We work hand-in-hand with transplant coordinators to ensure patients get the medications they need when they need them.
Living with a chronic condition can be difficult. Working with a specialty pharmacy shouldn’t be. We’re here to provide the personalized, compassionate care you need to manage your condition and your overall health. Your Alphascript team will support you throughout your entire treatment.
Your days should be filled with patient care, not paperwork. Let us help you with that. We’ll become an extension of your team, proactively communicating with you and helping with prior authorizations, financial assistance for your patients and more.
About Organ Transplantation
If an individual has a medical condition that causes one or more of their organs to fail, they may be eligible for organ transplant. This is a surgical operation that involves giving a functioning human organ to someone whose organ has failed or is close to failing. Each day, about 80 people receive organ transplants. The most common transplants are kidney, liver, heart and lung. Other organs and tissues that can be transplanted include: pancreas, small bowel, eyes, heart valves, bone, skin, veins and tendons. Patients who receive these often life-saving treatments maintain a healthy organ by taking immunosuppressant medications for the rest of their lives.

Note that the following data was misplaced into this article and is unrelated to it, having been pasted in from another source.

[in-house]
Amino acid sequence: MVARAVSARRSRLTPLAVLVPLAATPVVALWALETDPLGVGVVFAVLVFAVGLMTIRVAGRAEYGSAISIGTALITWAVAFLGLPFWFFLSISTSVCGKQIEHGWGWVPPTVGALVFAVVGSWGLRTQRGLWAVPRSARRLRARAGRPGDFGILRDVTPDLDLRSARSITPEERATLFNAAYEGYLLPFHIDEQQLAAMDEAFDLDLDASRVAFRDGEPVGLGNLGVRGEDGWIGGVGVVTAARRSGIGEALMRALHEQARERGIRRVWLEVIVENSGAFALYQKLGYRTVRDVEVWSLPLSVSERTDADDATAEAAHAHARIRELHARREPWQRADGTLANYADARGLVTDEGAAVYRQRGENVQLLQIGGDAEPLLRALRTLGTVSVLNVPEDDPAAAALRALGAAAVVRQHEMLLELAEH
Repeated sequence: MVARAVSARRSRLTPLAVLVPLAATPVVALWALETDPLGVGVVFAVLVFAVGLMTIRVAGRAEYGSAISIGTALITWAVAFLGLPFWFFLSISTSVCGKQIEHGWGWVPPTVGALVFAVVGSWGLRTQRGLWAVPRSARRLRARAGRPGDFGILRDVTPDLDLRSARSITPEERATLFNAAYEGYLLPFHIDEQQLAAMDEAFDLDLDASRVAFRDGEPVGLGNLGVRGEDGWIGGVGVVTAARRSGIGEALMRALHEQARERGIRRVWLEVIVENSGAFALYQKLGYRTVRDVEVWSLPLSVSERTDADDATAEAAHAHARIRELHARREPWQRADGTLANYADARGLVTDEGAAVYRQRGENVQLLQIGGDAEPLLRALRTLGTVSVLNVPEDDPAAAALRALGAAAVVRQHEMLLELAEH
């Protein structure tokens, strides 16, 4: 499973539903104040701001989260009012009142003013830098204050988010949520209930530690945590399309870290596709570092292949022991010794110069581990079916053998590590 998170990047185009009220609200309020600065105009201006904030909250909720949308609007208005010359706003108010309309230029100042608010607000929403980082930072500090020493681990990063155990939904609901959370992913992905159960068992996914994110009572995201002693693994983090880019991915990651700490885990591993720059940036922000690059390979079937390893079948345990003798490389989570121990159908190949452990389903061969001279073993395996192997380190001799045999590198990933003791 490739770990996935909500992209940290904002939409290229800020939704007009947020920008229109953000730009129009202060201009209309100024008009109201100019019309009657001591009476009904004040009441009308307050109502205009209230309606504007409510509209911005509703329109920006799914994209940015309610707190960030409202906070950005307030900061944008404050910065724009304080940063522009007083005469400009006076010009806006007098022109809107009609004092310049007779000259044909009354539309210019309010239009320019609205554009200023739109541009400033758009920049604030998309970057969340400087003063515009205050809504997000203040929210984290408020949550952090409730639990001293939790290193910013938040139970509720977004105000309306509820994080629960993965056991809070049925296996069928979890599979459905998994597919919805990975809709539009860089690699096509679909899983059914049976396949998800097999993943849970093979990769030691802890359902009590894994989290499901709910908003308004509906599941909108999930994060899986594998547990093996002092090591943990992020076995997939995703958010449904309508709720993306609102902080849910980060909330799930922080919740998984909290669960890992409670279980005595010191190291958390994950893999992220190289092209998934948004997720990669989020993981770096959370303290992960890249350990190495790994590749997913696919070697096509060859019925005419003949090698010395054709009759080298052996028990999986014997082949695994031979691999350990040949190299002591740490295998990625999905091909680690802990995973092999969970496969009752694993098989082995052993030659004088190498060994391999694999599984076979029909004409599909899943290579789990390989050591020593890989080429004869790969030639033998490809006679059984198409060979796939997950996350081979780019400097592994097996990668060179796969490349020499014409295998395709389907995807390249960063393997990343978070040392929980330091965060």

We’re here to help.
Frequently Asked Questions about Organ Transplantation
Do transplant recipients need to take medication for the rest of their lives?
In short – yes. After receiving an organ transplant, most people take multiple medications (sometimes 6 to 12) for the rest of their lives. This can be daunting, but patients can take steps to make their regimen a little less complicated, including using weekly or daily pillboxes, setting alarm clocks or phone reminders and keeping a list of medications where they can easily access it.
What precautions should individuals take after a transplant?
Particularly right after a transplant when a recipient is on high doses of immunosuppressive drugs, they should take extra precautions to avoid illness and infection. This includes washing their hands frequently, avoiding people who are sick and staying out of crowded areas. After some time when the transplant recipient is into the “maintenance phase” of their medication, they can relax these restrictions a bit, but it’s always a good idea to be diligent about hand hygiene and limit contact with sick people.
What is rejection?
Rejection is when a transplant recipient’s immune system recognizes that their new organ is foreign and starts attacking the foreign tissue. Symptoms can include pain and tenderness over the transplant site, fever and flu-like symptoms. Immunosuppressant medications are meant to lessen the chance of rejection and help patients maintain healthy organs.
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Call, email or send a message using the form below. For medical emergencies, please call 911.
420 Industrial Road
San Carlos, CA 94070